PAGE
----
‘Let’s go, quick, quick! I’m desperate to get out and go for a run!’ Gerry said.

‘Let’s go, quick, quick! I’m desperate to get out and go for a run!’ Gerry said, jogging on the spot.

We know from the exclamation marks and language that Gerry is keen and energetic and wants to go out for a run, so the adverb energetically is really not necessary. In the third example, adding in an action beat shows Gerry’s enthusiasm.

‘Oh, I know your dirty little secret, you devious bitch,’ said Juan knowingly.

Oh, I know your dirty little secret, you devious bitch,’ said Juan.

Oh, I know your dirty little secret, you devious bitch,’ said Juan, narrowing his eyes.

Juan already told us he knows the secret, so the adverb knowingly is redundant. The action beat in the third example shows Juan is not happy about the knowledge.

‘Go. Just go. I never want to see your cheating face again, you absolute lowlife,’ Edward said angrily.

Edward clenched his fists. His face reddened. ‘Go. Just go. I never want to see your cheating face again, you absolute lowlife.’ He threw the suitcase after Simon, scattering clothes and toiletries onto the pavement. The door slammed.

Edward’s actions show us that he is angry. The adverb angrily is redundant.

Double-telling

An easy trap to fall into is adding an adverb to a dialogue tag that gives the same information, for example murmuring quietly: murmuring is quiet by default. The adverb can be removed so that the dialogue tag does all the work. Alternatively, the dialogue tag can be replaced with said and used alongside the adverb.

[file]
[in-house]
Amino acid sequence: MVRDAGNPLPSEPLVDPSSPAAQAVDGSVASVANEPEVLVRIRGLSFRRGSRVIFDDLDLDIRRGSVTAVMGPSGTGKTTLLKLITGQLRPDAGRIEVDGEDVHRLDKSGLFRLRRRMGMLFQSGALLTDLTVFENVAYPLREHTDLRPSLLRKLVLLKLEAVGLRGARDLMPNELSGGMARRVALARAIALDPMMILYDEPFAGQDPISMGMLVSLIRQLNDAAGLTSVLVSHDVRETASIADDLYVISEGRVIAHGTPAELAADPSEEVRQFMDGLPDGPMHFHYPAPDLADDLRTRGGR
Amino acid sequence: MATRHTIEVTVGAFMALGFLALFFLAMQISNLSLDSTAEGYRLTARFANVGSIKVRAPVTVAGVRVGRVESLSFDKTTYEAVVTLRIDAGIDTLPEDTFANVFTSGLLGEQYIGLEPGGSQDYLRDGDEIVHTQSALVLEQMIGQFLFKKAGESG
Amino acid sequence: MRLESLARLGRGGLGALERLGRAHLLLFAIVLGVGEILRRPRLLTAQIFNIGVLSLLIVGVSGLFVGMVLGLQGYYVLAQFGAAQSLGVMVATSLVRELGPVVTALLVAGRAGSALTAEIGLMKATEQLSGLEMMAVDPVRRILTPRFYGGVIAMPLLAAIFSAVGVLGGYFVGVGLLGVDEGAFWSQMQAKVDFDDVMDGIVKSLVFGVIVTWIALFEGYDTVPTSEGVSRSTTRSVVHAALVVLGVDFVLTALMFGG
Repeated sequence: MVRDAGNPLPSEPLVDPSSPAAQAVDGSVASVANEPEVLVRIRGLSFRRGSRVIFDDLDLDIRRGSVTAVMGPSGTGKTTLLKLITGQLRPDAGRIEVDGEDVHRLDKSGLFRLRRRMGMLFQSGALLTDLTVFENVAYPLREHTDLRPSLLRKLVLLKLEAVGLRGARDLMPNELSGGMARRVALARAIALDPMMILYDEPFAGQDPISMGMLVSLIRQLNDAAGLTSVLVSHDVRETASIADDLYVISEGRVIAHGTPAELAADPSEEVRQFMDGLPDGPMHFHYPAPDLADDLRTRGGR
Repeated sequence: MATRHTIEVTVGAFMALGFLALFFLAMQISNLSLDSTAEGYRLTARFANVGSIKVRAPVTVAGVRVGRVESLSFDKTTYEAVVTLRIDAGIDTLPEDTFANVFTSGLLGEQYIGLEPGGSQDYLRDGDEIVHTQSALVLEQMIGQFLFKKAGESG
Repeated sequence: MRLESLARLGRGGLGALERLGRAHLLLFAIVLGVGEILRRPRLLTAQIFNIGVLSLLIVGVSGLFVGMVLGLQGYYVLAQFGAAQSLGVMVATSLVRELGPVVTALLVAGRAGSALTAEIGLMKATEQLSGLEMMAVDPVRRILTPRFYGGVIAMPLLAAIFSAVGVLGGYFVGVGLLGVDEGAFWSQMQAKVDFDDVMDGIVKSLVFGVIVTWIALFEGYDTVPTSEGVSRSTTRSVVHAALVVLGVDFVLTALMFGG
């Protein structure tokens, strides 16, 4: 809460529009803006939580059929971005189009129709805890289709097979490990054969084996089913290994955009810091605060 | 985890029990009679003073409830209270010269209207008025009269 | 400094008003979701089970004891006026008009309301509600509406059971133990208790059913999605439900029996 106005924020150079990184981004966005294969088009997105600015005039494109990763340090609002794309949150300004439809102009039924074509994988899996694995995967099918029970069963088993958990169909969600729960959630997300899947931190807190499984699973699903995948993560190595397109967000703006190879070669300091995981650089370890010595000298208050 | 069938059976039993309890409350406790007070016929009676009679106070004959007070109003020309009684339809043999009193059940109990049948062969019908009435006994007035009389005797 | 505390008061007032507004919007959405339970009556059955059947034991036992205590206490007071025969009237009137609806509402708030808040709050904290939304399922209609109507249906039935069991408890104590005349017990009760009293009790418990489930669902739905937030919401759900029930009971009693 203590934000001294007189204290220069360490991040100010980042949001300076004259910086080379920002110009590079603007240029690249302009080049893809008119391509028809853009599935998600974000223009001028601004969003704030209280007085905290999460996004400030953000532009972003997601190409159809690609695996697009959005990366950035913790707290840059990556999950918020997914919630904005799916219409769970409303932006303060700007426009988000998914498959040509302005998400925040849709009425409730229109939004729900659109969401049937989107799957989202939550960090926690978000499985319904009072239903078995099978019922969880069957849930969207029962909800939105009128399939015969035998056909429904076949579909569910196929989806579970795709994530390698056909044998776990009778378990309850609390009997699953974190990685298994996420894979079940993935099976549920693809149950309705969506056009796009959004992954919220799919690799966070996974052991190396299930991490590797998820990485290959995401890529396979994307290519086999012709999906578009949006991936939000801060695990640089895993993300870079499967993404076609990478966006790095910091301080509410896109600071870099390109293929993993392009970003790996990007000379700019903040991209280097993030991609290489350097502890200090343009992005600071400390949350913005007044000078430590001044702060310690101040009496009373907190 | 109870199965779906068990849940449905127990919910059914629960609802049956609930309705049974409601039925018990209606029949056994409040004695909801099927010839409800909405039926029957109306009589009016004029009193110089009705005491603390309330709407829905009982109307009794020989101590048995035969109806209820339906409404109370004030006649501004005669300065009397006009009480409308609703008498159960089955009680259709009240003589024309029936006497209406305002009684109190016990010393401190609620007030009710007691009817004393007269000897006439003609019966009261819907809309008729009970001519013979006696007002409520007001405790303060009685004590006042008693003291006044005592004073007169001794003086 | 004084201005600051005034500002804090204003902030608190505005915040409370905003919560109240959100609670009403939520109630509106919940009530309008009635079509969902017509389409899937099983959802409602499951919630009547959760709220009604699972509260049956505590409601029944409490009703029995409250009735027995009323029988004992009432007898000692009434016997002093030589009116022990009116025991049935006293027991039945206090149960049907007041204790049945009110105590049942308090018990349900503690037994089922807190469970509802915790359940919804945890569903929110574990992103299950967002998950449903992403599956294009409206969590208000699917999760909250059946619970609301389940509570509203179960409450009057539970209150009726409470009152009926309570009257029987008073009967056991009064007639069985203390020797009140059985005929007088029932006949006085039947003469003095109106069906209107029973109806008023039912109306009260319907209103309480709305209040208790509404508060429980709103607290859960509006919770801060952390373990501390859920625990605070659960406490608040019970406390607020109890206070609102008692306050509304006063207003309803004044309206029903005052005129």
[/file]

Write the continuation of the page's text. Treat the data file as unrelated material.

‘Are you OK?’ she murmured quietly.

‘Are you OK?’ she murmured.

‘Are you OK?’ she said quietly.

‘I hate you,’ he shouted loudly.

‘I hate you,’ he shouted.

‘I hate you,’ he said loudly.

Suggested dialogue tags

Use freely Use sparingly Over-descriptive
said  

asked

hissed

mumbled

murmured

replied

shouted

whispered

yelled

affirmed

apologised  

bemoaned

 boomed           

cajoled

challenged         

clarified           

commanded       

complained

confided           

continued

countered           

dictated             

ejaculated

exclaimed

fawned

frowned           

interjected

interrupted

 laughed           

lied     

moaned           

opined

pleaded           

pontificated           

purred  

quipped

remarked           

retorted

scowled           

smiled

snarled           

sneered

spat    

threatened           

thundered

uttered

yawned  

     
Final words…     
  • The purpose of a dialogue tag is to tell the reader which character is talking.
  • Stick with known and trusted dialogue tags that convey the act of speaking.
  • Use action beats to improve the rhythm and pace of dialogue. Experiment with using fewer dialogue tags and include action beats as a way of showing who is talking.
  • Consider removing adverbs that are not necessary if the dialogue already gives the same information. Also beware of using adverbs with a dialogue tag that givesthe same information.
  • Read more on using dialogue in fiction.

 

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I’m Clare Black, a fiction book editor based in Stockport, UK. I help independent authors prepare for publishing by fixing the important details and improving the readability of their books. I specialise in crime, thriller and contemporary fiction, but I am happy to consider other genres. I am a Professional Member of the Chartered Institute of Editing and Proofreading (CIEP).

I offer various packages to help indie authors get published and would love the opportunity to discuss your book and how I can help you prepare for publishing.

Email: clare@clareblackediting.com